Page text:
In the King James Version of the Bible, Jesus said, 17 Think not that I am come to destroy the law, or the prophets: I am not come to destroy, but to fulfil. 18 For verily I say unto you, Till heaven and earth pass, one jot or one tittle shall in no wise pass from the law, till all be fulfilled.
Matthew 5:17 - 20
ESV - 17 Do not think that I have come to abolish the Law or the Prophets; I have not come to abolish them but to fulfill them. 18 For truly, I say to you, until heaven and earth pass away, not an iota, not a dot, will pass from the Law until all is accomplished.
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Jeanette Bent said about Matt 5:18"...one jot (iota) or one tittle''. The smallest letter refers to the smallest Hebrew letter (Yod) and the smallest stroke of a letter to a serif (a hook or projection on a Hebrew letter). Matthew 5:18 in the NET BIBLE says: "I tell you the truth, until heaven and earth pass away not the smallest letter or stroke of a letter1 will pass from the law until everything takes place." NET notes 1 tn Grk “Not one iota or one serif.” sn The smallest letter refers to the smallest Hebrew letter (yod) and the stroke of a letter to a serif (a hook or projection on a Hebrew letter). "A tittle or superscript dot is a small distinguishing mark, such as a diacritic in the form of a dot on a lowercase i or j." --Wikipedia (Diacritics are marks placed above or below (or sometimes next to) a letter in a word to indicate a particular pronunciation—in regard to accent, tone, or stress—as well as meaning, especially when a homograph exists without the marked letter or letters. For example, pâte refers to clay whereas pate refers to the head, and résumé or resumé is used for a work history versus resume, which means "to begin again.") "Well, Jesus is saying not one jot or tittle shall pass from it; every bit of it will be fulfilled. I am not abrogating or annulling one whit of it, and anyone who teaches anyone else to disobey the smallest command in the Bible will be the least in the kingdom of heaven. Nothing ever changes in the Bible, nothing." gty.org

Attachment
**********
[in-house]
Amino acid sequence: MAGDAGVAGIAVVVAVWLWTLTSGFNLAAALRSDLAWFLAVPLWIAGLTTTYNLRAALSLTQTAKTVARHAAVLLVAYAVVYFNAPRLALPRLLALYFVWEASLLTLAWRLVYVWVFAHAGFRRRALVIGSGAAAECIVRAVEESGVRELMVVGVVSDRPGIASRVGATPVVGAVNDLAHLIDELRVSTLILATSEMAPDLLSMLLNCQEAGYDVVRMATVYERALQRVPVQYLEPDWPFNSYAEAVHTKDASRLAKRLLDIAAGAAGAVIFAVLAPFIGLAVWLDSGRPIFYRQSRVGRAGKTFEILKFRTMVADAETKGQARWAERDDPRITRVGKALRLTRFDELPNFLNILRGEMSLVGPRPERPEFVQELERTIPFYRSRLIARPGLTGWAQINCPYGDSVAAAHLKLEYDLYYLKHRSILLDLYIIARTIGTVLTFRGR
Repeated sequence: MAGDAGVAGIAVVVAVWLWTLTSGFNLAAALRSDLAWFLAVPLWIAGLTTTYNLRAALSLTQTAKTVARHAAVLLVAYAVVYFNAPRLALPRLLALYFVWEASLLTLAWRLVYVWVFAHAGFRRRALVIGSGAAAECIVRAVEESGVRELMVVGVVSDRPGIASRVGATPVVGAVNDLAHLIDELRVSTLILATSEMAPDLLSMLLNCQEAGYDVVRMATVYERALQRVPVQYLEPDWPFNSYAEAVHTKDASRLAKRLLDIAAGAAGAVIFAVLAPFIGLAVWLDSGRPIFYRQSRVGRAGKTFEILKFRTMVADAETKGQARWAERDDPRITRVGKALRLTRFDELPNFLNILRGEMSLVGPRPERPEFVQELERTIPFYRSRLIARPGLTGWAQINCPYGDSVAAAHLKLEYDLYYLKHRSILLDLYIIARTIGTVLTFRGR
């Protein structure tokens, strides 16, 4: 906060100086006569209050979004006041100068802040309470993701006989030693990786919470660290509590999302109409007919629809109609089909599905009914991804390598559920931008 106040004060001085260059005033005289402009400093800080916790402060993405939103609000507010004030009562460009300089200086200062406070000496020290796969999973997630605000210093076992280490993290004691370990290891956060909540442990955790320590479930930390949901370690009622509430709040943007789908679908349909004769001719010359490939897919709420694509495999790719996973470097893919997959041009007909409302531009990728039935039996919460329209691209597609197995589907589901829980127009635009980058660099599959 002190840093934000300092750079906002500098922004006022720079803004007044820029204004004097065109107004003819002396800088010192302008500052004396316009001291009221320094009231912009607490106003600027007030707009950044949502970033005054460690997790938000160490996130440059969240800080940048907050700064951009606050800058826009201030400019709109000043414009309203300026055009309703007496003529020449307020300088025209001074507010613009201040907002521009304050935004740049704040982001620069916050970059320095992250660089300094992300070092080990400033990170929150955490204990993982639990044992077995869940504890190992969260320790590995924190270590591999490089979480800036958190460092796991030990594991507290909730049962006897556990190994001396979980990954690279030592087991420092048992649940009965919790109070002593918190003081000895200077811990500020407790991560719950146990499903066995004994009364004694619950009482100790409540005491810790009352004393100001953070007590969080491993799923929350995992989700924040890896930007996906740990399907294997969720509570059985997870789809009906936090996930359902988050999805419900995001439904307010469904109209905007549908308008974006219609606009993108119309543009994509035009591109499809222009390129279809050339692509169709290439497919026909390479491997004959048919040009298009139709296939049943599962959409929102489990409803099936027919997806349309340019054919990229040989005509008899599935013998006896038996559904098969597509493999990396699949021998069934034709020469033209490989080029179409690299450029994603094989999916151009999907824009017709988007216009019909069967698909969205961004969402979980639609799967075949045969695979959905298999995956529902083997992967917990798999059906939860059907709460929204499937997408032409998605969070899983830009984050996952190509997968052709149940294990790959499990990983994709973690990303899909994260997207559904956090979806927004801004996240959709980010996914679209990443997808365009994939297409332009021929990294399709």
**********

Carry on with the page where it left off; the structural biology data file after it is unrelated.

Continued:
Jots and tittles refer to small diacritical markings that are part of the written Hebrew language and its pronunciation. (Diacritics are marks placed above or below, or sometimes next to, a letter in a word to indicate a particular pronunciation—in regard to accent, tone, or stress—as well as meaning. They are not so common in English, but are found in many other languages.) Such markings might be considered as insignificant in comparison to the actual letters and words of texts in which they appear, but Jesus was making the point that even the smallest such marks found in the words of the written Law given by God to Israel through Moses in Exodus through Deuteronomy would remain in effect as long as the world lasts. And, as He said in the passage cited in the question, He had not come to destroy the Law, but to fulfill it, and to do so on behalf of all humanity in a way that only He could.